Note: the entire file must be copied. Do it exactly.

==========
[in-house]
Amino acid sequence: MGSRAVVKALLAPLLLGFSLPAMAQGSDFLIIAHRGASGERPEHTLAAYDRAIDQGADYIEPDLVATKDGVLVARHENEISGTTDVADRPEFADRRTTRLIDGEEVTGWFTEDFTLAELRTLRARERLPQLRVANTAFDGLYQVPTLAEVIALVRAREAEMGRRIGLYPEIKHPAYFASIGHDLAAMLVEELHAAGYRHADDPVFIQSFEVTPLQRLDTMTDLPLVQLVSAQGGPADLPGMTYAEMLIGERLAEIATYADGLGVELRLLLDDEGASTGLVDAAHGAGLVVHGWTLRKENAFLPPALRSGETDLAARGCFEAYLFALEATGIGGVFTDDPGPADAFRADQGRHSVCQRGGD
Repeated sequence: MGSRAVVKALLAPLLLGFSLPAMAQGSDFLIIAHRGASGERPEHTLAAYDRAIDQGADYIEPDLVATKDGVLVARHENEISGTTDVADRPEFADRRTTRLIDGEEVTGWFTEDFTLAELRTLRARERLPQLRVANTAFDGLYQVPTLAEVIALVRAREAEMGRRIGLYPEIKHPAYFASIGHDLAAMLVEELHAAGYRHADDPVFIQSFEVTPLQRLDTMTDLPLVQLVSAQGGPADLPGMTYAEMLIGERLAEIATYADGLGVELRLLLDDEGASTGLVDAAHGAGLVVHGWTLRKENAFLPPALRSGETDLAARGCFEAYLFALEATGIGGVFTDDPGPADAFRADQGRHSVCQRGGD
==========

[in-house]
Amino acid sequence: MGSRAVVKALLAPLLLGFSLPAMAQGSDFLIIAHRGASGERPEHTLAAYDRAIDQGADYIEPDLVATKDGVLVARHENEISGTTDVADRPEFADRRTTRLIDGEEVTGWFTEDFTLAELRTLRARERLPQLRVANTAFDGLYQVPTLAEVIALVRAREAEMGRRIGLYPEIKHPAYFASIGHDLAAMLVEELHAAGYRHADDPVFIQSFEVTPLQRLDTMTDLPLVQLVSAQGGPADLPGMTYAEMLIGERLAEIATYADGLGVELRLLLDDEGASTGLVDAAHGAGLVVHGWTLRKENAFLPPALRSGETDLAARGCFEAYLFALEATGIGGVFTDDPGPADAFRADQGRHSVCQRGGD
Repeated sequence: MGSRAVVKALLAPLLLGFSLPAMAQGSDFLIIAHRGASGERPEHTLAAYDRAIDQGADYIEPDLVATKDGVLVARHENEISGTTDVADRPEFADRRTTRLIDGEEVTGWFTEDFTLAELRTLRARERLPQLRVANTAFDGLYQVPTLAEVIALVRAREAEMGRRIGLYPEIKHPAYFASIGHDLAAMLVEELHAAGYRHADDPVFIQSFEVTPLQRLDTMTDLPLVQLVSAQGGPADLPGMTYAEMLIGERLAEIATYADGLGVELRLLLDDEGASTGLVDAAHGAGLVVHGWTLRKENAFLPPALRSGETDLAARGCFEAYLFALEATGIGGVFTDDPGPADAFRADQGRHSVCQRGGD